Capital Impact Partners Fourth Co-op Innovation Award Addresses Racial Inequality

 Capital Impact Partners announced today that it has awarded grants totaling $50,000 to the Association for Black Economic Power and the Sustainable Economies Law Center, co-winners of its fourth annual Co-op Innovation Award. This year, the award recognizes two organizations leading initiatives that address racial inequality and create social impact through economic empowerment for residents in low-income communities.

“We are constantly striving to partner with organizations to help us advance our efforts to expand social and racial justice. I am incredibly proud that we are able to support these two forward-thinking organizations that are employing a cooperative model to do just that,” said Ellis Carr, president and CEO of Capital Impact Partners.

The Association for Black Economic Power (ABEP) was awarded $25,000 to establish a Black-led financial cooperative credit union on the north side of Minneapolis called Village Trust Financial Cooperative. The credit union will provide consumer loans (i.e. payday loans and check cashing services) to residents of North Minneapolis as a way to disrupt the predatory lending that exists currently, and build a cooperative membership base by meeting the immediate financial needs of community members. In addition, the new entity will support efforts to provide technical assistance and financial support for emerging Black-led cooperatives in Minnesota.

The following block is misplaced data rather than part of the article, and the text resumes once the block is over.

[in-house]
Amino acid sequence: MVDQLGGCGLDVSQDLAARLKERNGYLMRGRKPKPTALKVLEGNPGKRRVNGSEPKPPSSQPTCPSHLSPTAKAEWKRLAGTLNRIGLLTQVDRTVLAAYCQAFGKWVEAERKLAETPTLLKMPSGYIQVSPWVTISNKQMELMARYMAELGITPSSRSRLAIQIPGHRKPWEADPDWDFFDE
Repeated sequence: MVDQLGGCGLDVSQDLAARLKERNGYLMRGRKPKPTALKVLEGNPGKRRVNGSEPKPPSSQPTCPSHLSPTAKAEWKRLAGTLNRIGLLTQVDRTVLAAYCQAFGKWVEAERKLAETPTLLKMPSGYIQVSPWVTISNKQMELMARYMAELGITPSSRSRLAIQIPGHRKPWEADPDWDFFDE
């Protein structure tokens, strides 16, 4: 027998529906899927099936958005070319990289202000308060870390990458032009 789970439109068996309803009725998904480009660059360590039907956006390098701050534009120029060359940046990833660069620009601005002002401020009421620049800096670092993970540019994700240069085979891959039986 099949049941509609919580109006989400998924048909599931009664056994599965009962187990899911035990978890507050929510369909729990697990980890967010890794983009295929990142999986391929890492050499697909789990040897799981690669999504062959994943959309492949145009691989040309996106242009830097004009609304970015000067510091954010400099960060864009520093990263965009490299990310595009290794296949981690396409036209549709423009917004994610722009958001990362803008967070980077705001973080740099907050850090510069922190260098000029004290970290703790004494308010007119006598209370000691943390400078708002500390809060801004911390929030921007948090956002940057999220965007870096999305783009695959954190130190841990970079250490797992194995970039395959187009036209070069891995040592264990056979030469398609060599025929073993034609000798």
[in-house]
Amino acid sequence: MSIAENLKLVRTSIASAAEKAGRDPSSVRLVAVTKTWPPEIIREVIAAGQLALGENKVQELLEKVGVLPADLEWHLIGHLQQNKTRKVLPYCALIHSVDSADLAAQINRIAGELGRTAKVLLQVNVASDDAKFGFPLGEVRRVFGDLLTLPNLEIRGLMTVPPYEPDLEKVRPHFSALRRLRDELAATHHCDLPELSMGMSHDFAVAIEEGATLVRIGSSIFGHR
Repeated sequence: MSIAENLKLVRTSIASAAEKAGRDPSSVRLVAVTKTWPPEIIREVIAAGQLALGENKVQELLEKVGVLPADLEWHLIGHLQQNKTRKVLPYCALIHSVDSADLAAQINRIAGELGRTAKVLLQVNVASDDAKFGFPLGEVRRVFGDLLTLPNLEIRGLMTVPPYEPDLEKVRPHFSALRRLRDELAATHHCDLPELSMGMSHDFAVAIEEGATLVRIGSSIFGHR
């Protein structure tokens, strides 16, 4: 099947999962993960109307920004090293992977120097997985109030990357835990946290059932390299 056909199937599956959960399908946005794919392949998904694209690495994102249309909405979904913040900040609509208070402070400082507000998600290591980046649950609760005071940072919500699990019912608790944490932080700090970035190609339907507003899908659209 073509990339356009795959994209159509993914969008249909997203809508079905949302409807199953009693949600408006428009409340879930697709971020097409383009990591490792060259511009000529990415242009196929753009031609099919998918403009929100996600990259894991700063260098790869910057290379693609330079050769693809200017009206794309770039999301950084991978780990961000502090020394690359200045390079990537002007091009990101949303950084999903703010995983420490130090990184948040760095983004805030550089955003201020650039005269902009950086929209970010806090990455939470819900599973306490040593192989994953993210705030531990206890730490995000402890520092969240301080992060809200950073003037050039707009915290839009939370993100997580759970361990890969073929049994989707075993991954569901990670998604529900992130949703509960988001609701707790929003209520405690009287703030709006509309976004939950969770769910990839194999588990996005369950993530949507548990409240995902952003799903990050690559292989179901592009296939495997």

This concept was born in response to the killing of Philando Castille, to create economic power as a form of resistance and strengthen the financial resilience of communities of color. Capital Impact’s grant builds on initial support from The Jay & Rose Phillips Family Foundation of Minnesota.

“We are honored to carry a vision of equity for our local community while creating scalable solutions for economic challenges facing people of color across the nation. The establishment of a fund for small-dollar lending, a Black-led credit union, and igniting a local cooperative movement are not possible without brave organizations like Capital Impact Partners, that believe local communities have the power to solve global problems,” said Me’Lea Connelly, Village Trust director. “It is a dream come true to have Capital Impact Partners, a national cooperative leader, join us in our infancy, rooting us in the tradition of innovation and pushing our reach for a greater cooperative renaissance.”